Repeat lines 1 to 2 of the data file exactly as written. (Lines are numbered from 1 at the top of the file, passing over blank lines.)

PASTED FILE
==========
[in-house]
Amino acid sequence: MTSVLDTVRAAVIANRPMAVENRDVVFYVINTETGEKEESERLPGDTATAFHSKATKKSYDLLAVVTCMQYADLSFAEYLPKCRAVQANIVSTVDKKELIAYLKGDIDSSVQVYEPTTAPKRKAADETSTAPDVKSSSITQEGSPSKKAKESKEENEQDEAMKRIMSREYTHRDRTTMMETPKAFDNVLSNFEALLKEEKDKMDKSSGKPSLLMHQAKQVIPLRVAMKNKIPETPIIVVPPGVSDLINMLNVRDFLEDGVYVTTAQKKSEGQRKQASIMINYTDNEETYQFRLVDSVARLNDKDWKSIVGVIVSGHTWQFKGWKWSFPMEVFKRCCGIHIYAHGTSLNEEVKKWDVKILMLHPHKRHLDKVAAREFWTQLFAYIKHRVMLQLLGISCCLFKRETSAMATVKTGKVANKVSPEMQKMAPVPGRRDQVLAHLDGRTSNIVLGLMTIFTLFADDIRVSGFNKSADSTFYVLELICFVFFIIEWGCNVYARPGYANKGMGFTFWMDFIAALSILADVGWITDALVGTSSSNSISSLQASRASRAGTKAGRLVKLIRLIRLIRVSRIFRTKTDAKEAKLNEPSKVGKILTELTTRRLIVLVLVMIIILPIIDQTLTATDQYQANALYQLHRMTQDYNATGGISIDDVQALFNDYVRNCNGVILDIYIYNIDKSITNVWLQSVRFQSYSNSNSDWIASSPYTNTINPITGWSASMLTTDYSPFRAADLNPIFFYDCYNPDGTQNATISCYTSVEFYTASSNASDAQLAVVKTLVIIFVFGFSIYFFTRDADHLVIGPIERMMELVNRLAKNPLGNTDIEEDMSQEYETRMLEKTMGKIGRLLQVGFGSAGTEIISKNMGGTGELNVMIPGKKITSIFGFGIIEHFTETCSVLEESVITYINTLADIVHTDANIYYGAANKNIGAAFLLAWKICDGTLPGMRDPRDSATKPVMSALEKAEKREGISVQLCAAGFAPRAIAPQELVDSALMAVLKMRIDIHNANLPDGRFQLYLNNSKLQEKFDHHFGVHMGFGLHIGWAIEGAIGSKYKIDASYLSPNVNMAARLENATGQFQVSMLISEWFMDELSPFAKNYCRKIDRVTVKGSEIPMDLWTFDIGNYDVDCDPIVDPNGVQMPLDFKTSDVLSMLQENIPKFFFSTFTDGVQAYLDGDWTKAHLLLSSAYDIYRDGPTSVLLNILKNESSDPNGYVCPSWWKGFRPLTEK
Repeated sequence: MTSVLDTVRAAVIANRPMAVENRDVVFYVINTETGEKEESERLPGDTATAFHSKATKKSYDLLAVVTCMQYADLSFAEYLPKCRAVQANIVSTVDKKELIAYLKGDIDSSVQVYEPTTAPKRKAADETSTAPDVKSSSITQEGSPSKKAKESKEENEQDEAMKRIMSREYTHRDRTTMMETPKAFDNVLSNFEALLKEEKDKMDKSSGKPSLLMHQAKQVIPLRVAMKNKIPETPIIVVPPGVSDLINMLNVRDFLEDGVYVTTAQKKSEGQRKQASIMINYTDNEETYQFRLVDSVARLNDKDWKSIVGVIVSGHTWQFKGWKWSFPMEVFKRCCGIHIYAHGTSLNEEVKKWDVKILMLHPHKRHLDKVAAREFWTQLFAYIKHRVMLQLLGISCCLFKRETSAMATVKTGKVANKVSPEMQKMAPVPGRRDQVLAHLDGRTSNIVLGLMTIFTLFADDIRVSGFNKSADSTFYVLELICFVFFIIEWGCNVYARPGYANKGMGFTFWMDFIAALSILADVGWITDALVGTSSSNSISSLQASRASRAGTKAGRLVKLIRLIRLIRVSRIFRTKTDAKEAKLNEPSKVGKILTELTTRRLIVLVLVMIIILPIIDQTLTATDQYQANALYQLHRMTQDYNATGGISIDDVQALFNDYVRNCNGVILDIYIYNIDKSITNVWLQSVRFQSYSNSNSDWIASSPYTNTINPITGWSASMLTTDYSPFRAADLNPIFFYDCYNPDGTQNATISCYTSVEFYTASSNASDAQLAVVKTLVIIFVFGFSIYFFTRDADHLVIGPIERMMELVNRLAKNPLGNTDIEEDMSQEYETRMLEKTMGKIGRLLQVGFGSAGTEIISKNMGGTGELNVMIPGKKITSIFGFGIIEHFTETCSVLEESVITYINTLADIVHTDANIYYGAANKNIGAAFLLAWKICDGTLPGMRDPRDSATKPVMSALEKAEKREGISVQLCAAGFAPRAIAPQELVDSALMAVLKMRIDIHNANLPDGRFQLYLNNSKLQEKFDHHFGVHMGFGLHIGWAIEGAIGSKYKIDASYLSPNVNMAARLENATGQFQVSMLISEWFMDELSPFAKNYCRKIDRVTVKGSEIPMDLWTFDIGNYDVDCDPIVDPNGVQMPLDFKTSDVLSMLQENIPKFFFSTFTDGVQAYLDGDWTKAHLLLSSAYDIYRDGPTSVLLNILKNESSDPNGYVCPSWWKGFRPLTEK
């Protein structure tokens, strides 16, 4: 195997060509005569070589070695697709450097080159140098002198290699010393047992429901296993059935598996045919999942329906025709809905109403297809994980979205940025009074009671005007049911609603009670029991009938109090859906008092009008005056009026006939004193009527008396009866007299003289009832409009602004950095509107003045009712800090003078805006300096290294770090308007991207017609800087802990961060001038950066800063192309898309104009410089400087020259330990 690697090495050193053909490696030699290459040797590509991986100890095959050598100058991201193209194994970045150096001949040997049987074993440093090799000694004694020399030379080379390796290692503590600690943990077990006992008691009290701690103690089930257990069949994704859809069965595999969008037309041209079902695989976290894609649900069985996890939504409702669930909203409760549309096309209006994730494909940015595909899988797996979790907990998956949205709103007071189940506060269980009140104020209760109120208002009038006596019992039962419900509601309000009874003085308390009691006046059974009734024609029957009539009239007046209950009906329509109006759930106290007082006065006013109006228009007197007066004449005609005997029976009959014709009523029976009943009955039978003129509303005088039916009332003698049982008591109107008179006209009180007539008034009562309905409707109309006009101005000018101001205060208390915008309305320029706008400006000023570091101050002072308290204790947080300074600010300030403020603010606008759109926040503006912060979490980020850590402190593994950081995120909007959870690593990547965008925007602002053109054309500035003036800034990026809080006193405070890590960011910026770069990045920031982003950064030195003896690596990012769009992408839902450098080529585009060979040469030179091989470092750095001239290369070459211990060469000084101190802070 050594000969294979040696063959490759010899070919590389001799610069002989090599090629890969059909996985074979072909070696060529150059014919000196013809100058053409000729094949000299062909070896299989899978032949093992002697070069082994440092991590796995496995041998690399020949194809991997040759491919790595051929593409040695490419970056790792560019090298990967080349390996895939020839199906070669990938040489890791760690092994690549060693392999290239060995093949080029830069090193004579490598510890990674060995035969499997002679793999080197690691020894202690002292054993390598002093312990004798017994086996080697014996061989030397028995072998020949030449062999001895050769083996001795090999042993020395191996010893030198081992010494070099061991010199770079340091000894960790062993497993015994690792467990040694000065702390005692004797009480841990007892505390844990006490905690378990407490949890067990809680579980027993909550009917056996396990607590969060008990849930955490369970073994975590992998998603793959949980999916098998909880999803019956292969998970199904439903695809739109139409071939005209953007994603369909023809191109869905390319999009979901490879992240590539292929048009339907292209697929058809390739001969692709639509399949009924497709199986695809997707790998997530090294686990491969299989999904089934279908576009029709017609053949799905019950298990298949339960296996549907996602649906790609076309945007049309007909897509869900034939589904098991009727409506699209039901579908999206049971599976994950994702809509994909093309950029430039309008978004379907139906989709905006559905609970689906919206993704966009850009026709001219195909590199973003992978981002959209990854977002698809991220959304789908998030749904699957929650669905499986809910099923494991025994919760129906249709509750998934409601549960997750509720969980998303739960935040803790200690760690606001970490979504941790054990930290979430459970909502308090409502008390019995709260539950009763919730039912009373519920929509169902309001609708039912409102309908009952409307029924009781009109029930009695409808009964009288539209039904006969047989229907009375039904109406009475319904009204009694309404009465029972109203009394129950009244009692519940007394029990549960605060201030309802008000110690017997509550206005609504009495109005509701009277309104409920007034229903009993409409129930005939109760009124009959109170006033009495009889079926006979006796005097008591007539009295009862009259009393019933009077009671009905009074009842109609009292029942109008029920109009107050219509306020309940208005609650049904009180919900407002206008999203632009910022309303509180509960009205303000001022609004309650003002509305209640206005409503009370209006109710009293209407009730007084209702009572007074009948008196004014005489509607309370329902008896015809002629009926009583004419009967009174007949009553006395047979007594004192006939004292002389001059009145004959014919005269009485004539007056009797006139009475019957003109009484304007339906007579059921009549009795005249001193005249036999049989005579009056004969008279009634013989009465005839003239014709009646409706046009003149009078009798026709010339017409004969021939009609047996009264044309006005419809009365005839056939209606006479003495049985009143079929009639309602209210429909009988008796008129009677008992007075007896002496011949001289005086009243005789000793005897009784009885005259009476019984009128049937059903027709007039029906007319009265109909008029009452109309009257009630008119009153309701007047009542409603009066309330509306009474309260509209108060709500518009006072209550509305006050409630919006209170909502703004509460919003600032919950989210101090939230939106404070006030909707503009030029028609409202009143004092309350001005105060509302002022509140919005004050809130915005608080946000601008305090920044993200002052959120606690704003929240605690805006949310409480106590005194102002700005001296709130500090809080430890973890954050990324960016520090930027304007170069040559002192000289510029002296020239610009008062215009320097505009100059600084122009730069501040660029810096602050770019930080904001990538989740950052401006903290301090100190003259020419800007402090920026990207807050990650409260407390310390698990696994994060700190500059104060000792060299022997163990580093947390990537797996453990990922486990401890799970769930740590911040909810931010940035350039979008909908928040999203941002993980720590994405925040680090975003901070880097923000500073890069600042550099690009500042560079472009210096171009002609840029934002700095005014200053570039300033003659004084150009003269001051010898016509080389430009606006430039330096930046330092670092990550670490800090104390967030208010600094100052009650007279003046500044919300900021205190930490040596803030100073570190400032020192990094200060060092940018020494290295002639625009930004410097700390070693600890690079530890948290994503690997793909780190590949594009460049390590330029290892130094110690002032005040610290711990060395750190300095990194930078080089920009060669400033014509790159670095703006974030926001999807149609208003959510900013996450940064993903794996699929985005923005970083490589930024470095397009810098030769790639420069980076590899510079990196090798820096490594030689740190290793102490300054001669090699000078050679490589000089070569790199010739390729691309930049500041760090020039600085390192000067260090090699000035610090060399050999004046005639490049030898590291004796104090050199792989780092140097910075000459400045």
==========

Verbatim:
[in-house]
Amino acid sequence: MTSVLDTVRAAVIANRPMAVENRDVVFYVINTETGEKEESERLPGDTATAFHSKATKKSYDLLAVVTCMQYADLSFAEYLPKCRAVQANIVSTVDKKELIAYLKGDIDSSVQVYEPTTAPKRKAADETSTAPDVKSSSITQEGSPSKKAKESKEENEQDEAMKRIMSREYTHRDRTTMMETPKAFDNVLSNFEALLKEEKDKMDKSSGKPSLLMHQAKQVIPLRVAMKNKIPETPIIVVPPGVSDLINMLNVRDFLEDGVYVTTAQKKSEGQRKQASIMINYTDNEETYQFRLVDSVARLNDKDWKSIVGVIVSGHTWQFKGWKWSFPMEVFKRCCGIHIYAHGTSLNEEVKKWDVKILMLHPHKRHLDKVAAREFWTQLFAYIKHRVMLQLLGISCCLFKRETSAMATVKTGKVANKVSPEMQKMAPVPGRRDQVLAHLDGRTSNIVLGLMTIFTLFADDIRVSGFNKSADSTFYVLELICFVFFIIEWGCNVYARPGYANKGMGFTFWMDFIAALSILADVGWITDALVGTSSSNSISSLQASRASRAGTKAGRLVKLIRLIRLIRVSRIFRTKTDAKEAKLNEPSKVGKILTELTTRRLIVLVLVMIIILPIIDQTLTATDQYQANALYQLHRMTQDYNATGGISIDDVQALFNDYVRNCNGVILDIYIYNIDKSITNVWLQSVRFQSYSNSNSDWIASSPYTNTINPITGWSASMLTTDYSPFRAADLNPIFFYDCYNPDGTQNATISCYTSVEFYTASSNASDAQLAVVKTLVIIFVFGFSIYFFTRDADHLVIGPIERMMELVNRLAKNPLGNTDIEEDMSQEYETRMLEKTMGKIGRLLQVGFGSAGTEIISKNMGGTGELNVMIPGKKITSIFGFGIIEHFTETCSVLEESVITYINTLADIVHTDANIYYGAANKNIGAAFLLAWKICDGTLPGMRDPRDSATKPVMSALEKAEKREGISVQLCAAGFAPRAIAPQELVDSALMAVLKMRIDIHNANLPDGRFQLYLNNSKLQEKFDHHFGVHMGFGLHIGWAIEGAIGSKYKIDASYLSPNVNMAARLENATGQFQVSMLISEWFMDELSPFAKNYCRKIDRVTVKGSEIPMDLWTFDIGNYDVDCDPIVDPNGVQMPLDFKTSDVLSMLQENIPKFFFSTFTDGVQAYLDGDWTKAHLLLSSAYDIYRDGPTSVLLNILKNESSDPNGYVCPSWWKGFRPLTEK